Andrew Goodwin’s definition of his tinnitus is frank.
“It’s a noise I can’t identify which freaks me out.”
He first began to hear a weird, piercing noise in his ears aged 31. On the same day in 2002, Andrew became profoundly deaf.
It was a terrifying and lonely time for him. Eighteen months later he discovered hearing aids which were powerful enough to help him hear again, but the tinnitus remained.
The noise he hears, but which no one else can, takes on a different character depending on how Andrew is feeling.
“When I am stressed it sounds like wind rushing through the trees. But at night after a long day it can be sinister. It sounds like there are voices, whispering…”
“Initially I didn’t know what it was or where it was coming from. I thought I was going mad,” he says.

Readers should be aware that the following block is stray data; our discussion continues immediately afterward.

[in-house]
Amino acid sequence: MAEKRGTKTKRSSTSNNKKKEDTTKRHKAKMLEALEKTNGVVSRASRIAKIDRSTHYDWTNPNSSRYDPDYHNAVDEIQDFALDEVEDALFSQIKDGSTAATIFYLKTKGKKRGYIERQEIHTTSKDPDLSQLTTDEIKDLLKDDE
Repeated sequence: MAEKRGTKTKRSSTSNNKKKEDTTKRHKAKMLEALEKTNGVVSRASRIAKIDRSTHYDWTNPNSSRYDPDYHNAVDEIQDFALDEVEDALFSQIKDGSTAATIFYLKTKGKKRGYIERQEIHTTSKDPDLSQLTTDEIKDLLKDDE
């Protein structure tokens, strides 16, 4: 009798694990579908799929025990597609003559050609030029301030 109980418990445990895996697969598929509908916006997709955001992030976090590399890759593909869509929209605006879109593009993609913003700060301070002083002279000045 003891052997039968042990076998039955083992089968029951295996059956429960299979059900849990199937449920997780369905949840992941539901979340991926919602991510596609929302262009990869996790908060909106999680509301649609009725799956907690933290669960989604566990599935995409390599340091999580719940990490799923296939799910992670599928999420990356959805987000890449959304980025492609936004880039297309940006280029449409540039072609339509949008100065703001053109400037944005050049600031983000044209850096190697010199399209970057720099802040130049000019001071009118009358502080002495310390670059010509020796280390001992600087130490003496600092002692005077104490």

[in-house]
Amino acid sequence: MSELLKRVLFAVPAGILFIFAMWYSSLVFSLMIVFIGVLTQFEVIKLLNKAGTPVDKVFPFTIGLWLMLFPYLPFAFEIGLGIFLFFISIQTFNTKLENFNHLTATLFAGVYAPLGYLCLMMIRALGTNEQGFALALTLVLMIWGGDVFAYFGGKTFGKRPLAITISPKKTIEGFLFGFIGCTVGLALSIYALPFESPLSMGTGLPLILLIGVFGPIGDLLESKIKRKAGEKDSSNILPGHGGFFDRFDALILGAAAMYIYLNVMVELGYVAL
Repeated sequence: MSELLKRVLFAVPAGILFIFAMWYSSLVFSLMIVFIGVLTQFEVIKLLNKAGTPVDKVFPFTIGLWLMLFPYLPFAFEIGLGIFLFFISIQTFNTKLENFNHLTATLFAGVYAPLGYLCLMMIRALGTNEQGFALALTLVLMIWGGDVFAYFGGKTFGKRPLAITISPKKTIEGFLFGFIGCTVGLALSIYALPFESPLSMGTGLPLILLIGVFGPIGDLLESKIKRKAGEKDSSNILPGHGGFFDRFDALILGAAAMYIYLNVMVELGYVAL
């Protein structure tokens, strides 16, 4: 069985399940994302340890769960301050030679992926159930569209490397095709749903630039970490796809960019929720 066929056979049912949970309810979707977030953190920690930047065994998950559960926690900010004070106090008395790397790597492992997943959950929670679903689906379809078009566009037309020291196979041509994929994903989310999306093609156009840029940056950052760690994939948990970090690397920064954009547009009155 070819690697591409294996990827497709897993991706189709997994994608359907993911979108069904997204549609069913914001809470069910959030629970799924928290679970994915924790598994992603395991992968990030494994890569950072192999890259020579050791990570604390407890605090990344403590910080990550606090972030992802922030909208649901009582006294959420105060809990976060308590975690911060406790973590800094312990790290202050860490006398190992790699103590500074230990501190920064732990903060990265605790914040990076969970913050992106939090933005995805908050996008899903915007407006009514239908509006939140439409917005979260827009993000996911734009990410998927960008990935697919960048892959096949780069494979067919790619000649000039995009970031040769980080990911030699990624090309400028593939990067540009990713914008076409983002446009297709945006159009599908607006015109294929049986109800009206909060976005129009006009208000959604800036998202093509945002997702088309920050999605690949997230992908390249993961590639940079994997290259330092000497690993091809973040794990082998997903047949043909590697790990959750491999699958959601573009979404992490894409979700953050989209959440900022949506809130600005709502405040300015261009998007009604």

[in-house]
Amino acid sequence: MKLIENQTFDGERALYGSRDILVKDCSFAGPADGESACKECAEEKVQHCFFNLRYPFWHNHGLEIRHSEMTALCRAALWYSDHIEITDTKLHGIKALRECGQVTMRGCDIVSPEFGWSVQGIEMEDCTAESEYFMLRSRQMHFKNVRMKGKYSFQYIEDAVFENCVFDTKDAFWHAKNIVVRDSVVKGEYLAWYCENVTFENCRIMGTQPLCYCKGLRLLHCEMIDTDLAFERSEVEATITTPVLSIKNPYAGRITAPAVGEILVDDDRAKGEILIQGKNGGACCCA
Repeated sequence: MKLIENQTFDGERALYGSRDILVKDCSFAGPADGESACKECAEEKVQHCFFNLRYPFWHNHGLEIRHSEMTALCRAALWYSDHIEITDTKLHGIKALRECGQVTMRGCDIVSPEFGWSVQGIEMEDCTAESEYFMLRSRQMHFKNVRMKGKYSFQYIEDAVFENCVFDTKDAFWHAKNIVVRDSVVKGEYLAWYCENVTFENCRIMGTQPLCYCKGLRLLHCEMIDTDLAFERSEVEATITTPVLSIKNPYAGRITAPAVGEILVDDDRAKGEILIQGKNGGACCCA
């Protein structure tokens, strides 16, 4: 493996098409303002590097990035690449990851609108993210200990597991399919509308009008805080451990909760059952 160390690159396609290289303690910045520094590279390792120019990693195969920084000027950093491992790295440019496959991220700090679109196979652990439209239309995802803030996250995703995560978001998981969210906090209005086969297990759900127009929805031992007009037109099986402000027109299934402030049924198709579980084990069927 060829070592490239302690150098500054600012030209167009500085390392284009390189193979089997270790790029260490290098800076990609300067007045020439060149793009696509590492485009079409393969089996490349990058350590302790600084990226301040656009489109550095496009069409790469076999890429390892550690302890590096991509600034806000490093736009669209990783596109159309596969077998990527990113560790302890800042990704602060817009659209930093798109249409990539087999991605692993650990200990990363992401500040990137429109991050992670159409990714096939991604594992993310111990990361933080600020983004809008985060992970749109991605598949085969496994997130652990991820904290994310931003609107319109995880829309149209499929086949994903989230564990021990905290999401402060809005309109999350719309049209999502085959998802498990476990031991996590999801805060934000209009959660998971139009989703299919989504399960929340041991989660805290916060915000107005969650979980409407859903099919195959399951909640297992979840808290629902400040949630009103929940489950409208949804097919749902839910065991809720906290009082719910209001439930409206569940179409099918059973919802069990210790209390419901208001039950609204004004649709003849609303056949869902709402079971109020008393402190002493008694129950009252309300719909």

Five million people in the UK are thought to live with tinnitus, but not all suffer from hearing loss as well.
The British Tinnitus Association says that about 10% of the UK adult population have mild tinnitus all the time and, in up to 1% of adults, this may affect their quality of life.
Tinnitus is the perception of sound in the absence of any actual, corresponding external sound and it can occur at any age – even in quite young children.
Although the precise cause of tinnitus is still not fully understood, experts say there are certain things which should be avoided.